Unsupported browser

For a better experience please update your browser to its latest version.

Your browser appears to have cookies disabled. For the best experience of this website, please enable cookies in your browser

We'll assume we have your consent to use cookies, for example so you won't need to log in each time you visit our site.
Learn more

Irish pavilion at the Venice architecture biennale: see a slideshow

  • Comment

AJ columnist Patrick Lynch has sent these photos of the Irish Pavilion at the Venice architecture biennale, in which he is an exhibitor.

He writes: ‘The Irish Pavilion 2008, curated by Professor Hugh Campbell of UCD and Natalie Weadick of The Architecture Foundation is entitled “The Lives of Spaces” in response to Aaron Betsky’s theme of architecture beyond architecture, and was housed in the piano nobile of a 15th century Palazzo on the Grand Canal filled with enigmatic objects and mysterious films.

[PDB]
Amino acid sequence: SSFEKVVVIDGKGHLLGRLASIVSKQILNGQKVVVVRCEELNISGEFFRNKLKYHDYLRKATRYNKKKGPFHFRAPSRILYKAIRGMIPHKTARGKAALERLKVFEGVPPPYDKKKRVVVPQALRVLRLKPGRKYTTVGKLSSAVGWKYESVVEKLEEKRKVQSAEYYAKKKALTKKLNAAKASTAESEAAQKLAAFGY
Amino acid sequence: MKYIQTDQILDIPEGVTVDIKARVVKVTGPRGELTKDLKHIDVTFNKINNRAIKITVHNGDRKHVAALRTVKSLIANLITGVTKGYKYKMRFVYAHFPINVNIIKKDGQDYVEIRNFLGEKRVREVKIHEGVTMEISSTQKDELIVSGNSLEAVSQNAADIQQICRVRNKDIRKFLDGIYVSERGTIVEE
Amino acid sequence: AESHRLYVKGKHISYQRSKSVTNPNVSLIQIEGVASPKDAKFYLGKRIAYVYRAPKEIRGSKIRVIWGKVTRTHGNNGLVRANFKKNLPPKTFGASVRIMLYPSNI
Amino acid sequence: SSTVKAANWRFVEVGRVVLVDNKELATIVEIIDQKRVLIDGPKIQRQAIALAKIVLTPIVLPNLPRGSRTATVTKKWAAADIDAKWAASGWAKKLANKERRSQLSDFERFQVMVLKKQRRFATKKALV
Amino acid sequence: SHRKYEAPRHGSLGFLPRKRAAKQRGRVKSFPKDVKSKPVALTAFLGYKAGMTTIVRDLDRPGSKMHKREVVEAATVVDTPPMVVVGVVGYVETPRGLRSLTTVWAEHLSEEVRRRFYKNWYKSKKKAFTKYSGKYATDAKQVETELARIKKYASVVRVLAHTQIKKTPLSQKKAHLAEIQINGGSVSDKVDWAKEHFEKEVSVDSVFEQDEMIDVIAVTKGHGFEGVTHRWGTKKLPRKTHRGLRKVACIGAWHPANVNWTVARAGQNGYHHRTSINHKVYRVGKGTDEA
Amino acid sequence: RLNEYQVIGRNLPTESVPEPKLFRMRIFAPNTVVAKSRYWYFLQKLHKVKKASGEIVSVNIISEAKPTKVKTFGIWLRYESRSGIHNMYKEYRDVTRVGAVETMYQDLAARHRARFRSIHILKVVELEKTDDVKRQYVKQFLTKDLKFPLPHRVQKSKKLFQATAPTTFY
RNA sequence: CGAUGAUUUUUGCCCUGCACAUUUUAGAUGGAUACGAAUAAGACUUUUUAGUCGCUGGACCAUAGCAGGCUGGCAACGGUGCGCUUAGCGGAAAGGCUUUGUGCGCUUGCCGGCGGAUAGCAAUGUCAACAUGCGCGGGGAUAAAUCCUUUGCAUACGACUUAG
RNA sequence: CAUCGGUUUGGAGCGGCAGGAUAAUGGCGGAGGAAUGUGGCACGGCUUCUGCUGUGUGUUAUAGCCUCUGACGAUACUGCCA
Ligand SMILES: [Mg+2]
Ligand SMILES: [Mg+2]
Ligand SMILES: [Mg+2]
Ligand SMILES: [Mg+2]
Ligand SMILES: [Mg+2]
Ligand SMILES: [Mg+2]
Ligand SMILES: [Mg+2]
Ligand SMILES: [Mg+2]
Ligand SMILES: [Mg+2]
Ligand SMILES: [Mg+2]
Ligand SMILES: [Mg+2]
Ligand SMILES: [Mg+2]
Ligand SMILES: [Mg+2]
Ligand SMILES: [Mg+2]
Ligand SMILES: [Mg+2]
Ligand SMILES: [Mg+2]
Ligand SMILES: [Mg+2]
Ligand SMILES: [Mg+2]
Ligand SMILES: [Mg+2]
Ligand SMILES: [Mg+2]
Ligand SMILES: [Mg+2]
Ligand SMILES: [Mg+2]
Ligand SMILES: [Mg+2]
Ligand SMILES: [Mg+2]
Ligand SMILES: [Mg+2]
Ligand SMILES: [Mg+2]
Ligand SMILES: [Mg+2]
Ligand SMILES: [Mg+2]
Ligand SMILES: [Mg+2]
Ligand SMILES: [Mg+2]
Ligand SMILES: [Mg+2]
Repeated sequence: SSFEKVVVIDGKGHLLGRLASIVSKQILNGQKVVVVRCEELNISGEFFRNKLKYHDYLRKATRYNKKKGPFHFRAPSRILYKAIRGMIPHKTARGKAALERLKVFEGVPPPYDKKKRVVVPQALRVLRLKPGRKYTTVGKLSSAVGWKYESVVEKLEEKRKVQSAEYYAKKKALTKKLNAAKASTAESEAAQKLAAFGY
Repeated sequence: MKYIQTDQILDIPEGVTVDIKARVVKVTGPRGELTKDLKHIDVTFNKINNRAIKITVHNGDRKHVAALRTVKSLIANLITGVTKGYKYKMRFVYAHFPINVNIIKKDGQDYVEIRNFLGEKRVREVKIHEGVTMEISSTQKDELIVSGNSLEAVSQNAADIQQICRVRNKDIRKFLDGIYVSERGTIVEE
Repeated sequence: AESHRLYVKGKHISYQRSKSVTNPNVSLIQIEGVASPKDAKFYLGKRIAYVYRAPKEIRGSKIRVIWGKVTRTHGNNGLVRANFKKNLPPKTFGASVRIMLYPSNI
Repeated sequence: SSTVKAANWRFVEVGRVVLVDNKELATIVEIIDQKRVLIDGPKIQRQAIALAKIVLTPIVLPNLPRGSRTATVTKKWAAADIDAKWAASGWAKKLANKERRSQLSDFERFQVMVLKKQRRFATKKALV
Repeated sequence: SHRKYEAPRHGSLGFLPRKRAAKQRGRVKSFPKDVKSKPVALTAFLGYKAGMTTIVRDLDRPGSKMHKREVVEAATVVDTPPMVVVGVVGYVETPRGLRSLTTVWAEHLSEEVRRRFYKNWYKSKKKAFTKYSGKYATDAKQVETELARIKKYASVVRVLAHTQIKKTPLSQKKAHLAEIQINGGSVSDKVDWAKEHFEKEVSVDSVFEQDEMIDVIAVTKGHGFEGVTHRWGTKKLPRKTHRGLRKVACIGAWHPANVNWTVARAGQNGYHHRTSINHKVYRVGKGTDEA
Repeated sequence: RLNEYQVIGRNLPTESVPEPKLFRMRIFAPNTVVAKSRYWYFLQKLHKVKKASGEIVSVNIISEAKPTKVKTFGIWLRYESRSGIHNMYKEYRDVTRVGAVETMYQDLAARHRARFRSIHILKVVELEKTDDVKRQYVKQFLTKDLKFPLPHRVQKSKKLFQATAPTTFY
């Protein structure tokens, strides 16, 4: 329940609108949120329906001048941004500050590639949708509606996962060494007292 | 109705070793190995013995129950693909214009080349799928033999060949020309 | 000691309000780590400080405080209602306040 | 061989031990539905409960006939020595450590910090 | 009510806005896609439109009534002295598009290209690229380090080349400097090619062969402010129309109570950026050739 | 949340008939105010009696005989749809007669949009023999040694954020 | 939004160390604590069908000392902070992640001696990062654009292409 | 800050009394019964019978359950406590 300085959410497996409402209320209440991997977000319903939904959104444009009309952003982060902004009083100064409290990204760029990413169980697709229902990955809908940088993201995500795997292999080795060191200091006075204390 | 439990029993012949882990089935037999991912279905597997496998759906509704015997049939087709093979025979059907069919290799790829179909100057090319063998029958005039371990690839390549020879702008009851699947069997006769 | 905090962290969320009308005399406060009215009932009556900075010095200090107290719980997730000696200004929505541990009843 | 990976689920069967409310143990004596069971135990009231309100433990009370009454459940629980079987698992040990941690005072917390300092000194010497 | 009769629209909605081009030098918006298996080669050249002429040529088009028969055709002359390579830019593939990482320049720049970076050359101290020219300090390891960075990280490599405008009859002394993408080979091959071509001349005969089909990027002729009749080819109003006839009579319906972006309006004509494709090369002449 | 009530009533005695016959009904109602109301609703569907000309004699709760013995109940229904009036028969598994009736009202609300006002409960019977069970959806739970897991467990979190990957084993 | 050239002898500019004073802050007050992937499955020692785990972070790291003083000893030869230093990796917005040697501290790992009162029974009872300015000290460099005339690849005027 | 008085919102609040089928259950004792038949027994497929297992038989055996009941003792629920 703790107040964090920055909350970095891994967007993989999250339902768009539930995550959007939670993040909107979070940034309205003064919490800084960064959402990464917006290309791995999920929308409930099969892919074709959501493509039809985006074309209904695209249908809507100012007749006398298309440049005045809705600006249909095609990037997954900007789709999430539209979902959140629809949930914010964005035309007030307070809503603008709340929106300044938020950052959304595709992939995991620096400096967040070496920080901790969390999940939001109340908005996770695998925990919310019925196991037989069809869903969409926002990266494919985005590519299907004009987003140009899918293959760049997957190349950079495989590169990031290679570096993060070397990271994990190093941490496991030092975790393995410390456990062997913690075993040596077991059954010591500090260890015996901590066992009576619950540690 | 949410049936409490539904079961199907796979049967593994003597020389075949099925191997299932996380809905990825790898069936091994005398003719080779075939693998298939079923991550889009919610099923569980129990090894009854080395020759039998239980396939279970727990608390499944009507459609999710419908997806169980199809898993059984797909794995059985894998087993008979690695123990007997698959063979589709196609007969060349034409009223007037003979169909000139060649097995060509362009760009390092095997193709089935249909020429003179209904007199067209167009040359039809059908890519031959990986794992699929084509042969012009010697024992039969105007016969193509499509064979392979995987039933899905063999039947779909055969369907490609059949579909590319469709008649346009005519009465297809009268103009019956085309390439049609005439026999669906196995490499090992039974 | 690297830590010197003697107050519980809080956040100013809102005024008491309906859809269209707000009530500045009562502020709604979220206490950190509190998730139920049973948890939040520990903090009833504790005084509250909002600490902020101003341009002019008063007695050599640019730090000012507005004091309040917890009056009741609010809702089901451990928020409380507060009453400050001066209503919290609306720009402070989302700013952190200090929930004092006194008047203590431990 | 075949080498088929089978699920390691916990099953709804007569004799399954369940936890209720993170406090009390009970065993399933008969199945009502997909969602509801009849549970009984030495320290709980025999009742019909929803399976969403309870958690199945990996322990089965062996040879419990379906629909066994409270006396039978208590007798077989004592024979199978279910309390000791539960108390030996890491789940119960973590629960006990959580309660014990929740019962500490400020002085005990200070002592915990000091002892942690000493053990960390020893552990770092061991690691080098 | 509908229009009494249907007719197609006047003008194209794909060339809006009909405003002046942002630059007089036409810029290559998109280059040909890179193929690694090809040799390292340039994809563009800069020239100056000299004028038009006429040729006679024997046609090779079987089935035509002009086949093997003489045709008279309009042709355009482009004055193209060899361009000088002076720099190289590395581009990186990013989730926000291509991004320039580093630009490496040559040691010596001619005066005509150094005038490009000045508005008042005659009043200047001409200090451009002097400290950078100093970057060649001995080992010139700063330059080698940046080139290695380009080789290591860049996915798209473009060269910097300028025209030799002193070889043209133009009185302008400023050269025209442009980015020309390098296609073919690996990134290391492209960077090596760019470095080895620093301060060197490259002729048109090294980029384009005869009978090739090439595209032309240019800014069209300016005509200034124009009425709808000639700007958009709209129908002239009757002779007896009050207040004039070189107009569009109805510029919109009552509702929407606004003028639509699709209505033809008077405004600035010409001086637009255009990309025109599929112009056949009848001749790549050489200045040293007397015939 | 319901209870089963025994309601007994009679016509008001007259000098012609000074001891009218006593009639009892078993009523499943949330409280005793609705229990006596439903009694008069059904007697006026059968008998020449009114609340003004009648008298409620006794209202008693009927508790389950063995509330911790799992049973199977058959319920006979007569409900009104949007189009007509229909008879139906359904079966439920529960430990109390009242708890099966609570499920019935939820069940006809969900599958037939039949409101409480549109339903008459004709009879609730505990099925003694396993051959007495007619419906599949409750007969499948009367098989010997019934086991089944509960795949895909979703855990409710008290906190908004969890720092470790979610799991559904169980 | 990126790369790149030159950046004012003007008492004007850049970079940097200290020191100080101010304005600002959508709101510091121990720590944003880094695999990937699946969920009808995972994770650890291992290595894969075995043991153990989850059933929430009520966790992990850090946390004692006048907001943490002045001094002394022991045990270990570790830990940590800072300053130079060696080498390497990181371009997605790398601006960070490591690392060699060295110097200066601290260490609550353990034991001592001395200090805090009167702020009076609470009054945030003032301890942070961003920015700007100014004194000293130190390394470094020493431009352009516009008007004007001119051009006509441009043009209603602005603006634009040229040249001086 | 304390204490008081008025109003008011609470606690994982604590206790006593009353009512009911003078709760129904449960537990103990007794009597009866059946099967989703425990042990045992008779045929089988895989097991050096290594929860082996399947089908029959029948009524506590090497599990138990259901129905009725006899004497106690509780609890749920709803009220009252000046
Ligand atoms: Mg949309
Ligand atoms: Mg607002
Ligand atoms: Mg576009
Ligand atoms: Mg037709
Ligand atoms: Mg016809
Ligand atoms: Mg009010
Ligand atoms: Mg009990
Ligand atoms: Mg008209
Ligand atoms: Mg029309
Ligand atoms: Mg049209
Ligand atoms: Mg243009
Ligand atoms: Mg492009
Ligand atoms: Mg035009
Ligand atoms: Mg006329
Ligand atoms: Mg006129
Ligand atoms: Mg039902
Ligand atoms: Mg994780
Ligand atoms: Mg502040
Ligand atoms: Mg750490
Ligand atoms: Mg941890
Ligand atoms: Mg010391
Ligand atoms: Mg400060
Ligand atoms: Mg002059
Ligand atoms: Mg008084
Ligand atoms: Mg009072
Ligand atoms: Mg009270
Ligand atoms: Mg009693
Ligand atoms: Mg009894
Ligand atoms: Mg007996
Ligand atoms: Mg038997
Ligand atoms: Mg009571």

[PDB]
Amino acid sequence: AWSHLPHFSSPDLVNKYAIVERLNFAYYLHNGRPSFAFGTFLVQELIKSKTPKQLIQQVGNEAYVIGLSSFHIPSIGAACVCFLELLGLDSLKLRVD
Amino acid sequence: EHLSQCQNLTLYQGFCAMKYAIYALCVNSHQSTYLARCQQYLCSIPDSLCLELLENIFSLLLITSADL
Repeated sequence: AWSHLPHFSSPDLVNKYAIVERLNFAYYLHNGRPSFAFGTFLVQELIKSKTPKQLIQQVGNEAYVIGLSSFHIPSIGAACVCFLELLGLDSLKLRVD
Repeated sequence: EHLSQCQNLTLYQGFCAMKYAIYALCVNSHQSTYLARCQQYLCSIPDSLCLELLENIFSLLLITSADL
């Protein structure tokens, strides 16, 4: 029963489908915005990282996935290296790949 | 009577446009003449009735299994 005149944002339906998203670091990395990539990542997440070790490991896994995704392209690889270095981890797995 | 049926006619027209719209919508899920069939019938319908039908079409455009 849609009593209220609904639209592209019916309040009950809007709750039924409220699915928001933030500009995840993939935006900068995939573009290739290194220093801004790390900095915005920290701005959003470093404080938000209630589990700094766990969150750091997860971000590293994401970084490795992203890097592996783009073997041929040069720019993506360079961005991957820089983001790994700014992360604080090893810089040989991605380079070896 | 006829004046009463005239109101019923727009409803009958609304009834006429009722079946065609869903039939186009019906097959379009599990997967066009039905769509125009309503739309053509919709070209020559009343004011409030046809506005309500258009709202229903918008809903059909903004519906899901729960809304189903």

Nine architects presented their work and the inspiration for their projects. Such Dublin luminaries as Grafton Architects - who showed their new law faculty at Milan and treasury building in Dublin – and O’Donnel & Tuomey presented, alongside younger practices such as Tom De Paor, Grainne Hassett and newcomers Taka.

Nine white-Corian and black-perspex objects encased plasma screens that showed ‘portraits’ of the buildings in use, contrasting well with the thoughtful lighting of the room’s frescoes. The centre point to the show, according to Cooper Union chairman Anthony Vidler writing in his introduction to the catalogue, is the presentation by Patrick Lynch and Simon Walker who showed their villa projects accompanied by a film by Sue Barr of Robin Walker’s 1972 masterpiece Brbua country house in Cork where Seamus Heaney and the cultural elite of Ireland gathered each summer.

Heaney’s poems about the house and its architect were read by the poet to accompany an evocative and atmospheric film of the house made by Sue Barr and David Heathcote. The broader historical and geographical context of Irish modernity and contemporary architecture was presented in a cool and restrained manner, with just enough ‘lyricism’ to satisfy the romantics.’

See a video of the pavilion.

  • Comment

Have your say

You must sign in to make a comment

Please remember that the submission of any material is governed by our Terms and Conditions and by submitting material you confirm your agreement to these Terms and Conditions.

Links may be included in your comments but HTML is not permitted.